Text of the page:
In Fairness to UCLA
In their 2,500-word article “California Deal Tightens Lab Safety,” Jyllian Kemsley and Michael Torrice fail to give even passing mention to UCLA’s substantial efforts to improve lab safety—which have become a model for other institutions—since the tragic December 2008 accident and long before the Los Angeles County district attorney ever filed charges (C&EN, Aug. 13, page 34).
This leaves your readers with the wholly false impression that if not for the DA’s actions, the University of California, Los Angeles, never would have done anything to improve lab safety. Furthermore, in an article with 27 hyperlinks, not one links to UCLA’s widely circulated statement on the matter. In the end, UCLA is afforded nothing more than a single throwaway line in the last paragraph. The same goes for a July 27 C&EN Online Latest News post, “University of California Reaches Agreement in Connection with Charges in Lab Researcher’s Death.” That’s especially disappointing since UCLA has worked hard to give Kemsley open access to our actions and accomplishments over the course of her extensive reporting on this issue. She knows full well how hard we’ve worked, but she chooses to completely ignore it.
As a former journalist, I’m not naive enough to expect advocacy for our side from any news organization, but I do expect fairness.
By Steve RiteaI have a few responses to this rather silly note, which I suspect is a perfunctory protest on the part of UCLA. (Only UCLA cares about UCLA's image; I suspect, from the chemistry community's point of view, that UCLA is a side player in all of this, and it's Professor Harran and his fate that the most of us are really interested in.)
- First, please quit calling yourselves "a model for other institutions." It would be a lot more effective to try to quote other people calling you that. It has happened, I think, and it would offer you a little more credibility than repeated self-praise.
- Regarding UCLA's actions between the death of Ms. Sangji and the DA's actions, I think it's nonsense to think that any of your actions are purely self-motivated by sorrow. You were caught with crummy lab safety conditions beforehand, you knew some kind of legal action was probable and you decide to try to clean up your act. Yay! As for your actions, this is what the settlement with the Los Angeles District Attorney says:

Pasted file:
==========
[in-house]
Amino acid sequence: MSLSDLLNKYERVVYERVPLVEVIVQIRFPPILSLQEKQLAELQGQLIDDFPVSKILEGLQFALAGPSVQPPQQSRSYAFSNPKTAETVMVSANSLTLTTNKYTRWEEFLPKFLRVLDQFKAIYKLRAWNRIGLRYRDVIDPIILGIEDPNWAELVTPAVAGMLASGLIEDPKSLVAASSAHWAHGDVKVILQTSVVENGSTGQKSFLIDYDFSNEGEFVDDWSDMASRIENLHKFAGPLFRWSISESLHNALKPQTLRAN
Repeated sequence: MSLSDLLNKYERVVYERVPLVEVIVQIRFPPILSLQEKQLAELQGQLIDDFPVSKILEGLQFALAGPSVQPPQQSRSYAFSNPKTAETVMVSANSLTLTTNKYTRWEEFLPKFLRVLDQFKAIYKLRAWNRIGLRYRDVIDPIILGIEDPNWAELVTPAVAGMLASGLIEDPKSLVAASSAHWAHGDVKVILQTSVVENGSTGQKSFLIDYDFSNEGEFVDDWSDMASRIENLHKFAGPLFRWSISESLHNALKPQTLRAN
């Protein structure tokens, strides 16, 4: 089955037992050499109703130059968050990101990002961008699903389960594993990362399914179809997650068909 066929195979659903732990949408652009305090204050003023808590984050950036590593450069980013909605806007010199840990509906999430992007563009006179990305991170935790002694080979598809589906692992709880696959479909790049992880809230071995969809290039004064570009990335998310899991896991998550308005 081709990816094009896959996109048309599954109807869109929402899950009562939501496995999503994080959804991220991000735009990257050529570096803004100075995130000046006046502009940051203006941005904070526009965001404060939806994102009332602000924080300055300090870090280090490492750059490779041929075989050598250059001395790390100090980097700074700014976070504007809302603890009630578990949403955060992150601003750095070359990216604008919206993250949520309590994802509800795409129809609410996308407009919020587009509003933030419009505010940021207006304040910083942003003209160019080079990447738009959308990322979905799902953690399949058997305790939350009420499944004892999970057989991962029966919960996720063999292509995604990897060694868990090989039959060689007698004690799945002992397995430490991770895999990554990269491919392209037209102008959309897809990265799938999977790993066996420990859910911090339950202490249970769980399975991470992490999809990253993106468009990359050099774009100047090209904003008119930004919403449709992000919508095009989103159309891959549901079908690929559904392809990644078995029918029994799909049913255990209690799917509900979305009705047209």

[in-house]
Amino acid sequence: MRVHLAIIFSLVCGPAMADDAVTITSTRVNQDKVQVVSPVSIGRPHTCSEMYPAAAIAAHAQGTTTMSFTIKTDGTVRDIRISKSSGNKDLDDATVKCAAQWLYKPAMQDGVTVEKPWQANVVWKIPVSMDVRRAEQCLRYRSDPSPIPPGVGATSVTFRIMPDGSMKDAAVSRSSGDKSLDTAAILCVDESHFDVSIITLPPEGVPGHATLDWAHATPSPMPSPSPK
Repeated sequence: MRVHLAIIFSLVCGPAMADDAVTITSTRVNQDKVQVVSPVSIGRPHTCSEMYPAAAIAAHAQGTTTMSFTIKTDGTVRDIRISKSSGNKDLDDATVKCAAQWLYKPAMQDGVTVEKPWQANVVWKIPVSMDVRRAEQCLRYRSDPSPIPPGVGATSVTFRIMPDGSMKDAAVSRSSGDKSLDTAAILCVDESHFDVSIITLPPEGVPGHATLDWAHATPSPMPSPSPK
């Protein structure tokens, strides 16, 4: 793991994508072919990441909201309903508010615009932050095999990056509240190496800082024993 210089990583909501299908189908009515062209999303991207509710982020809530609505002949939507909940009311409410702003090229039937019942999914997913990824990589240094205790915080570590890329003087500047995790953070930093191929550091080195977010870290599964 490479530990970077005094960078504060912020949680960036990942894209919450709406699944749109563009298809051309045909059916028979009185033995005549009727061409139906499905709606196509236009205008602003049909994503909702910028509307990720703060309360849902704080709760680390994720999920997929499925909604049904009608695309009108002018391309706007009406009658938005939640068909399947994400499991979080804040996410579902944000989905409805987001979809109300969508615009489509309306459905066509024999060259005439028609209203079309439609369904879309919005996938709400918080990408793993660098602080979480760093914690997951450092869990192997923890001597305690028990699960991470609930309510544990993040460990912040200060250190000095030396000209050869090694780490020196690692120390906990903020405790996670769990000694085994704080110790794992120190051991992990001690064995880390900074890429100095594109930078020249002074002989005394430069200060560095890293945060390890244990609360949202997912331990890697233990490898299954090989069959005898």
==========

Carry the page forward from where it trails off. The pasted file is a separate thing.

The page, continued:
"In response to the events that caused the death of Ms. Sheharbano Sangji, the Regents have implemented a comprehensive training and safety compliance program at UCLA. Among these corrective and remedial measures taken, UCLA’s Office of Environmental Health and Safety (“EH&S”) has produced a safety video setting forth the safe and compliant workplace practices in the handling and transfer of pyrophorics, including tert-Butyllithium. Standard Operating Procedures have been established and implemented for researchers working with hazardous chemical agents; personal protective equipment including fire resistant lab coats is mandatory for researchers working with pyrophorics.
The Regents have made a substantial, comprehensive, and good faith effort to bring their laboratory safety practices and procedures into compliance with Title 8 and the California Code of Regulations for employee safety. (emphasis mine)"
CJ here: Let me be the first to congratulate you all for following the law more closely now! Let me also congratulate you for not robbing any banks this weekend!
- I'm also less than impressed with your open access for Ms. Kemsley; after all, you guys are a state institution and you're covered under the California Public Records Act. Once again, you're congratulating yourselves for following the law. Good job.
- You complain about Ms. Kemsley not linking to your press release. But let me point out what is missing from both your press release and Chancellor Block' e-mail -- that your institution has admitted responsibility for the condition of the Harran laboratory at the time of Ms. Sangji's death:
"Acceptance of Responsibility for the Statement of Facts. For purposes of this agreement only, the Regents acknowledge and accept responsibility for the conditions under which the laboratory was operated on December 29, 2008 as set forth above.Mr. Ritea, until UCLA acknowledges their responsibility for the conditions that led to Ms. Sangji's death somewhere other than a legal agreement with people with coercive power, I'm going to put a low value on your press releases. They're just an exercise in self-congratulation, and not much more than that.